Libraries are eager to embrace digital technologies as an affordability workaround, but are often frustrated by costs or digital rights management (DRM) restrictions. “For example,” one commenter wrote, “yesterday another librarian and I were looking at a textbook we have on course reserve, for which the last two chapters are only available via the enhanced textbook code for online access—effectively cutting these chapters off from any students who did not buy their own, brand new copy of the textbook.”

A number called for change on the publishers’ part, such as affordable print and digital bundles, print-on-demand options, unit-sized (chapter) packages, compatibility with learning management systems, digital updates to purchased textbooks, and DRM-free, multi-user library copies. “Better user interfaces,” a sample suggestion read. “Fully compatible with preexisting e-reader apps. Mak[e] the digital copy significantly cheaper than the print copy. Provide solid information to instructors indicating that students can do just as well with digital.”

Many librarians also expressed a desire to play a greater role. One respondent suggested “Coordinated efforts to enlist subject-specialist librarians in contributing public evaluations or reviews of open-access textbooks and other OER materials (e.g., on platforms like OER Commons, Open Textbook Library, etc.).” They added, “Having informed reviews available helps faculty select materials, but many teaching faculty feel too busy to contribute such reviews themselves, so librarians can help to provide this type of evaluative information.” Several felt that written policy, either at the institutional or state level, could ensure more options and the ability to expand them.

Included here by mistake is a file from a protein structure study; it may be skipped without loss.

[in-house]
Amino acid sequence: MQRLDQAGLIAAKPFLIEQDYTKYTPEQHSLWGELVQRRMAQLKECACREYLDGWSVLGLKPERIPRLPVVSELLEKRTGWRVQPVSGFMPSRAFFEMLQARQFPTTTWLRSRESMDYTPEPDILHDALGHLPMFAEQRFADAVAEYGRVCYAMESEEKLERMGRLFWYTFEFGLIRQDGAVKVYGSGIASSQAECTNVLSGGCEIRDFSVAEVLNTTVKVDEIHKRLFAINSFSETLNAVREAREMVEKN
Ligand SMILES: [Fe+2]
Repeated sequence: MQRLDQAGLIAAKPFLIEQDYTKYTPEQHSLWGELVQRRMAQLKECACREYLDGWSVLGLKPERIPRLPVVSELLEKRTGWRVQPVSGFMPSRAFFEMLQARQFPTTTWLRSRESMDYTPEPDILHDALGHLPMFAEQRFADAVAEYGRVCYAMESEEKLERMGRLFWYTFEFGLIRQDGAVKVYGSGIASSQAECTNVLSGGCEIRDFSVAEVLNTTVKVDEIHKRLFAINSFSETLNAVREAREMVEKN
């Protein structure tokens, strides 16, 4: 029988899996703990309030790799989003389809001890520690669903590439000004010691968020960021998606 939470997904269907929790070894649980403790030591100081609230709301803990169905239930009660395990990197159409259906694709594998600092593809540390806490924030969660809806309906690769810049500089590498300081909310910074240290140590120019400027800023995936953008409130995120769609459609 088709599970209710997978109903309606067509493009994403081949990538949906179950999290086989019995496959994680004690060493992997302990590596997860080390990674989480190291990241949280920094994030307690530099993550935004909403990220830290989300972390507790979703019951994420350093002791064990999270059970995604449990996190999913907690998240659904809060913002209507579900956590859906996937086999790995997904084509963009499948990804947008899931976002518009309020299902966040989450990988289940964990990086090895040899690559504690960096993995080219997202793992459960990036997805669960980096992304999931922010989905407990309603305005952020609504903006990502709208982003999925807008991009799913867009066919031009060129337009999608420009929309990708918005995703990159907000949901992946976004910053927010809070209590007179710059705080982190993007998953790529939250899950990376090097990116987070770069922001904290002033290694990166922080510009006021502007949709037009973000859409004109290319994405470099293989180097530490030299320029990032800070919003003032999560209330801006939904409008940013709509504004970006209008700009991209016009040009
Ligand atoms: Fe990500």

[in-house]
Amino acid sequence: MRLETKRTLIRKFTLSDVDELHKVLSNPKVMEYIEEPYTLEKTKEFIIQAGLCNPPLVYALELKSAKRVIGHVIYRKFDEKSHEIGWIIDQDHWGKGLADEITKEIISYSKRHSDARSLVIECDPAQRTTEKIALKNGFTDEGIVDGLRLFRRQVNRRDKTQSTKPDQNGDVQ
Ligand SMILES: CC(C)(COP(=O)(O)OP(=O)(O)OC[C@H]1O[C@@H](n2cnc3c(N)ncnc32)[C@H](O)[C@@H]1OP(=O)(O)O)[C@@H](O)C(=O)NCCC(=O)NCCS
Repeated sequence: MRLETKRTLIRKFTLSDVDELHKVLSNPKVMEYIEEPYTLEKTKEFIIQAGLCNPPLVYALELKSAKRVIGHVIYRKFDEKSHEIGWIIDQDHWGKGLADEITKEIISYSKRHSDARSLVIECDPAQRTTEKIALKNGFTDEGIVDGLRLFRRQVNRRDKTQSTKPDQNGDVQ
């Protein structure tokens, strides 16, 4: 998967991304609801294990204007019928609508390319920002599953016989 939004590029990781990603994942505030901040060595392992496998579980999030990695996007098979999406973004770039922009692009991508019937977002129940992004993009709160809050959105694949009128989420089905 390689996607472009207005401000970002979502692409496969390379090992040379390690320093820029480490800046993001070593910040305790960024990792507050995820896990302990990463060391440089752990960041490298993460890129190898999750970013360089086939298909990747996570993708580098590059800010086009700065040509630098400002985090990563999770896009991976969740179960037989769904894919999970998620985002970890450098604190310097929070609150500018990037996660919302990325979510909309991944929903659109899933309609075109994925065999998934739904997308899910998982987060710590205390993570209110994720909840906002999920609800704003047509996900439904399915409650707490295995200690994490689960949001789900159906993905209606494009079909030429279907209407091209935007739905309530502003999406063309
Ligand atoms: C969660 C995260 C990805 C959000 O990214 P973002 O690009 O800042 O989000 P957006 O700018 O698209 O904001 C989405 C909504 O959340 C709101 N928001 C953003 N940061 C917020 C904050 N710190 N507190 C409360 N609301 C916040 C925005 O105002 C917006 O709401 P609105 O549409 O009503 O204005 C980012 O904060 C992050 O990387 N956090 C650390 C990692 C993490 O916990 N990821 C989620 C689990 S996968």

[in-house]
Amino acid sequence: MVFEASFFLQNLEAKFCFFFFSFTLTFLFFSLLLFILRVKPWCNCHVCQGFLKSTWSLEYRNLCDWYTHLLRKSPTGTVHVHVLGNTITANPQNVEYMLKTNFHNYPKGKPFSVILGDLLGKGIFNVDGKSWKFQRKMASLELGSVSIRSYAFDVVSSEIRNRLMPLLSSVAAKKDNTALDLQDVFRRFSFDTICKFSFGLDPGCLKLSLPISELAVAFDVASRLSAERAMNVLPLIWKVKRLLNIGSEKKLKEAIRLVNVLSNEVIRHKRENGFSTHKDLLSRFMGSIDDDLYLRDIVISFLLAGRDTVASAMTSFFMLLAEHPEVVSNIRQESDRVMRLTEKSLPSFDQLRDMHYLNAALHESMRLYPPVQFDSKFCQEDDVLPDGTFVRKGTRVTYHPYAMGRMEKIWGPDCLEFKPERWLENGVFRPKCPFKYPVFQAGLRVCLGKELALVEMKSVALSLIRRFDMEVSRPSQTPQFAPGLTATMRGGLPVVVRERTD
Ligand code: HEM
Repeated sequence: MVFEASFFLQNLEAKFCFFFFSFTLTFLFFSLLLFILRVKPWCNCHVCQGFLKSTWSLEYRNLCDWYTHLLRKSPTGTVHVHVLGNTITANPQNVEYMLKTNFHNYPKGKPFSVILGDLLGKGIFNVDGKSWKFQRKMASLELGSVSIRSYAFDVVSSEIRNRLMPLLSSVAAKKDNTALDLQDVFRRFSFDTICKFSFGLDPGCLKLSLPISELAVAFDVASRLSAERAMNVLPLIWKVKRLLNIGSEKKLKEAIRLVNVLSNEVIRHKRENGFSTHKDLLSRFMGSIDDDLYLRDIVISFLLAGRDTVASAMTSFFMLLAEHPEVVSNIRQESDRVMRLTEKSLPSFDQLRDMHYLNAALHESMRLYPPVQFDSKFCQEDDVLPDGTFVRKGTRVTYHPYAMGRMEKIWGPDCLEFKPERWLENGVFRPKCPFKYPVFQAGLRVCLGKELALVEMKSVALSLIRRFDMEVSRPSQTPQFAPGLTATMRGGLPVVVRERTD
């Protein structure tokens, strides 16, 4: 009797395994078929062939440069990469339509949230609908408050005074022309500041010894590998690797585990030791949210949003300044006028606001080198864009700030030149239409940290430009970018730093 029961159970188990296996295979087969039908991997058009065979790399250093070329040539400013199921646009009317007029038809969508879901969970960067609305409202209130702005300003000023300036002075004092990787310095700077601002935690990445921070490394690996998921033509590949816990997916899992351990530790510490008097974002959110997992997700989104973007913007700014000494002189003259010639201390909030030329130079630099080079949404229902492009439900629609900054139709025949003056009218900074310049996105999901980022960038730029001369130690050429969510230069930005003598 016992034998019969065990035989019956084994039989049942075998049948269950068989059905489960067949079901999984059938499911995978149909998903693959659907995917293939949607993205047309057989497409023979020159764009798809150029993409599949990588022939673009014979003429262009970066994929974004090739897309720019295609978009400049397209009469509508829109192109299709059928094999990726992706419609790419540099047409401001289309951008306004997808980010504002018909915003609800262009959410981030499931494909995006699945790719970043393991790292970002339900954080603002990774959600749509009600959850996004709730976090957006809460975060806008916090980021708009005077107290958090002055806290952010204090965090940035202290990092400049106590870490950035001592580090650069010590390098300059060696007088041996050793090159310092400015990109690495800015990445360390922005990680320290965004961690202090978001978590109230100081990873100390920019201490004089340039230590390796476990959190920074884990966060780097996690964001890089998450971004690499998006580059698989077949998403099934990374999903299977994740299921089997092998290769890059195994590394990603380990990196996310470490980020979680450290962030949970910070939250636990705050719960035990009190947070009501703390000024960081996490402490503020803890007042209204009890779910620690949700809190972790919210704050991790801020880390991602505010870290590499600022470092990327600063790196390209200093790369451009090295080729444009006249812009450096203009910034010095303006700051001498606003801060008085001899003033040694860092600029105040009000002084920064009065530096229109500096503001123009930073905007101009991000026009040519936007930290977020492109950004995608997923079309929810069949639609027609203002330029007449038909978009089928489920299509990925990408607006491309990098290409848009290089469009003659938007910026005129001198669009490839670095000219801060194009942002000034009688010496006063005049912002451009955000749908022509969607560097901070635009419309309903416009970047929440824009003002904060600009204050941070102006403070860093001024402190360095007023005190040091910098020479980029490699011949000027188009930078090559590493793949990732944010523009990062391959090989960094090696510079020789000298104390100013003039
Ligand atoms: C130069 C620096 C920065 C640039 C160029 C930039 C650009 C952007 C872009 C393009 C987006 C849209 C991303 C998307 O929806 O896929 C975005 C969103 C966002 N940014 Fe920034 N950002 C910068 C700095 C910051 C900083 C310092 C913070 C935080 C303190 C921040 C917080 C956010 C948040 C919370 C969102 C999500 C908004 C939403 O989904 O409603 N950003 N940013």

The textbook affordability issue is a work in progress, and while steps are being taken, there are many opportunities and challenges that both libraries and instructors need to consider. If there is a clear takeaway from the survey, LJ’s report states, “it is that greater communication between faculty and library needs to take place in order to ensure that everyone in the university is working in concert to alleviate the issue of textbook affordability.”

The full report can be downloaded below.

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Lisa Peet


Lisa Peet is Senior News Editor for Library Journal.

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Hope H.

Thank you for your article. I do agree that emphasis on blended learning can increase communications between library and faculty, while also reaching out to next gen students about the continued importance, relevance and usefulness of our libraries; both digitally and on-site.

Posted : Jul 13, 2019 02:02